Zouaves of Death

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Zouaves of Death
Zuawi smierci.jpg
Zouaves of Death. Colonel François Rochebrune in center.
Active 1863
Country Poland, Congress Poland
Type Light infantry
Motto "Victory or death"
Colors Black and white
Engagements Miechów, Chroberz, Grochowiska, Krzykawka, Pobiednik Mały
François Rochebrune

Zouaves of Death (Polish: Żuawi śmierci) were a Polish military unit during the January Uprising, formed in February 1863 from volunteers in Ojców, Poland, by the French officer François Rochebrune (Polish: Franciszek Rochebrune). Rochebrune based the formation on the French light infantry regiments in the French Army, the Zouaves, in which he had served during the Crimean War.[1][2]


The name of the unit referred to the original French formations, initially recruited from a particular tribe of the Berbers, the Zouaoua of North Africa, in French Algeria in the 1830s. The "of death" portion of the name referenced the oath that the members of the unit were required to swear upon being accepted, which stated that the only outcome of the military engagements that the unit was to participate in was "either victory or death".[2]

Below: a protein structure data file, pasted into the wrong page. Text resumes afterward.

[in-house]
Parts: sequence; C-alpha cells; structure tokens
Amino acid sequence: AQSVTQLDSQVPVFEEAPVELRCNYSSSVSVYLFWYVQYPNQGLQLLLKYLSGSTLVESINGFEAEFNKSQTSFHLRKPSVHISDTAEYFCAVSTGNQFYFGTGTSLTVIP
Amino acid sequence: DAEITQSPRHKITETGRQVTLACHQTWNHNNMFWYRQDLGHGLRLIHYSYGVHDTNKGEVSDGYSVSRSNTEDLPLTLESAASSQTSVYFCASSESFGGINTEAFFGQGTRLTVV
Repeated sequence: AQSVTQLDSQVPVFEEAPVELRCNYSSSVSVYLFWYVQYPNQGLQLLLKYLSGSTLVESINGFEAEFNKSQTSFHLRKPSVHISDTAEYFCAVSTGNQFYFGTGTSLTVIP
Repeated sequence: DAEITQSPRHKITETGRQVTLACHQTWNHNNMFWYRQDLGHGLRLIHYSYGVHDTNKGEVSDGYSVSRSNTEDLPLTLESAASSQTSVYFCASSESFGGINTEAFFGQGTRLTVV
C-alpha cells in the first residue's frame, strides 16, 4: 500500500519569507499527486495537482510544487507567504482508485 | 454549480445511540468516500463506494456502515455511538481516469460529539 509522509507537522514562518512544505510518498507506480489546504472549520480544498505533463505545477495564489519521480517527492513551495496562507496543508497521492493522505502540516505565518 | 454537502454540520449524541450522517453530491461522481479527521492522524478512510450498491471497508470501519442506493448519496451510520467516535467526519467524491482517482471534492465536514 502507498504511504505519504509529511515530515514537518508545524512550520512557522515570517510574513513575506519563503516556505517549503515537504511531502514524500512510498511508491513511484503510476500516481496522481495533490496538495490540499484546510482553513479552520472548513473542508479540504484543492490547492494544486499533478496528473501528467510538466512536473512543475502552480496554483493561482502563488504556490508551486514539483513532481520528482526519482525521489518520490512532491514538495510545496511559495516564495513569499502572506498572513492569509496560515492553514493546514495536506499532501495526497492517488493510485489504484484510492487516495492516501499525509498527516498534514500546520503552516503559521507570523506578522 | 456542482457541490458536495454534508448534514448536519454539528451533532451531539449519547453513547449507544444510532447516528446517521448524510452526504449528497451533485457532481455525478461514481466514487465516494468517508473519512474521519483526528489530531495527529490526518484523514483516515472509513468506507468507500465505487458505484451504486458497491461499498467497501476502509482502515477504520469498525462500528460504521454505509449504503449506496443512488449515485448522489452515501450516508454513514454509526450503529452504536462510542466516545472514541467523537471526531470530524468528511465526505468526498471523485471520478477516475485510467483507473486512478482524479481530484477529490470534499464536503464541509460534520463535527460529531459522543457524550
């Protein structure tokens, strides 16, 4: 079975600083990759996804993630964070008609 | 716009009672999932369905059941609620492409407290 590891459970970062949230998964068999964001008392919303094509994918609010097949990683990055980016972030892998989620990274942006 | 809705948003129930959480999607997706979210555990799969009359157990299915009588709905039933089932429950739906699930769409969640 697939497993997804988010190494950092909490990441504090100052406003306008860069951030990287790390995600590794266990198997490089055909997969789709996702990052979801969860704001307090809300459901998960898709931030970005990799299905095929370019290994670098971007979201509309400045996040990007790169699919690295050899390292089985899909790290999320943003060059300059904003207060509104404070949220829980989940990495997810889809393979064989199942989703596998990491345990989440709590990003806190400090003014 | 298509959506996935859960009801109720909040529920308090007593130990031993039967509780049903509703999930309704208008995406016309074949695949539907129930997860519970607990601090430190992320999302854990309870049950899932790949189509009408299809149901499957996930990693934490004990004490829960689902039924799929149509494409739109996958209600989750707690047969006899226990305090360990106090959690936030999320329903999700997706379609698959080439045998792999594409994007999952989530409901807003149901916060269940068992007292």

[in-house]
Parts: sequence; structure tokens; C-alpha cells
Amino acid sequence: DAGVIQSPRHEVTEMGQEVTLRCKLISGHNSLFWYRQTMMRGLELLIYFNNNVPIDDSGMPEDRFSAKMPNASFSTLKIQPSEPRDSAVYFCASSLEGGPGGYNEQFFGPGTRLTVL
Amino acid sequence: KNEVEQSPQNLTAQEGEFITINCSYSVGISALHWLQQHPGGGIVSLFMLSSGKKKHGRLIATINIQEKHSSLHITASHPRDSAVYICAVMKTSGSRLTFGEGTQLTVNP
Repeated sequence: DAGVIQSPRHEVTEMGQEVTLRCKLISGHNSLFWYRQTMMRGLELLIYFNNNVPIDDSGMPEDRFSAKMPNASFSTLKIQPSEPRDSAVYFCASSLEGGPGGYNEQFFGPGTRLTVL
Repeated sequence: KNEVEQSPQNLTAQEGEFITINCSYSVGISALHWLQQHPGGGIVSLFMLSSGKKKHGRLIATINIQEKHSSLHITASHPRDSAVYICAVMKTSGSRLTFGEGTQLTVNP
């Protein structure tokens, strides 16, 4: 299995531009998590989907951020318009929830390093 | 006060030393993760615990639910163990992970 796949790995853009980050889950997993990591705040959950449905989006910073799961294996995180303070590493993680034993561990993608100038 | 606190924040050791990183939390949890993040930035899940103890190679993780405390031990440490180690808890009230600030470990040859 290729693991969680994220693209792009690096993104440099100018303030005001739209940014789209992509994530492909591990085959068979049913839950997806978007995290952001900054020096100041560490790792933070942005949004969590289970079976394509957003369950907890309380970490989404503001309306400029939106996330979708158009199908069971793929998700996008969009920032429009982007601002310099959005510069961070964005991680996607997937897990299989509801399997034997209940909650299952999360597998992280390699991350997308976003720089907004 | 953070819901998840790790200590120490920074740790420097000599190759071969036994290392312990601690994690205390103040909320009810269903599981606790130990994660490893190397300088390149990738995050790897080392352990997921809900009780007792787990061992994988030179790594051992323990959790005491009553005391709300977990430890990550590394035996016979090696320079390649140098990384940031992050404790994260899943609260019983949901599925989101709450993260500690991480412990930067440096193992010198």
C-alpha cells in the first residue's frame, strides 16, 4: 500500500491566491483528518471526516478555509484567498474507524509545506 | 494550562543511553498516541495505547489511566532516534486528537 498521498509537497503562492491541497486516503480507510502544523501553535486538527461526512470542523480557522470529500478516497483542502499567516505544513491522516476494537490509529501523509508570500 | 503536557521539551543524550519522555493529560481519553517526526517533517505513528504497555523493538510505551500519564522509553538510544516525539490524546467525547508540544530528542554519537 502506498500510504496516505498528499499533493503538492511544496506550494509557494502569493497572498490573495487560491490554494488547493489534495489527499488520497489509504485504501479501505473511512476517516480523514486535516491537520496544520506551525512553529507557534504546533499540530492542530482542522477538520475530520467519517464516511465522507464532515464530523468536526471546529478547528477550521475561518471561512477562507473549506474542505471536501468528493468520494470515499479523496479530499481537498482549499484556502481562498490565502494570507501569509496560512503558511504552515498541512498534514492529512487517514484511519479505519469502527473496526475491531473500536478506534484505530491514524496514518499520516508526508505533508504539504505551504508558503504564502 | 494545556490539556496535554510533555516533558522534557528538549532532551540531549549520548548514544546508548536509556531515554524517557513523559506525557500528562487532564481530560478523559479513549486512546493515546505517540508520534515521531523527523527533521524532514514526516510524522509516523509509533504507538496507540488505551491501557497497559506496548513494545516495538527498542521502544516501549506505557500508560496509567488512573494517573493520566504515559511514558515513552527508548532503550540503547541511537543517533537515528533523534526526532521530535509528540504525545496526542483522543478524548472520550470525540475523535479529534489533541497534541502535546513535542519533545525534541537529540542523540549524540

François Rochebrune in the Zouaves of Death uniform.
Zouaves of Death in Battle of Miechów during January Uprising 1863 on Walery Eljasz-Radzikowski painting

The formation was known for its distinctive and elaborate uniforms, also based on that of the Algerian Zouaves,[3] which consisted of a cotton shirt, a vest made of elk hide, a black silk robe, a collarless black silk frock coat, puffy hose, a black and white scarf, knee high leather boots, a red fez with a ram skin brim and a distinctive large embroidered white cross on the chest.[4][5]

The identifying standard of the unit reflected the uniform; it was a black banner with a white cross, surrounded by red and white (national colors of Poland) embroidery with the motto W imię Boże - r. 1863 ("In the name of God - 1863").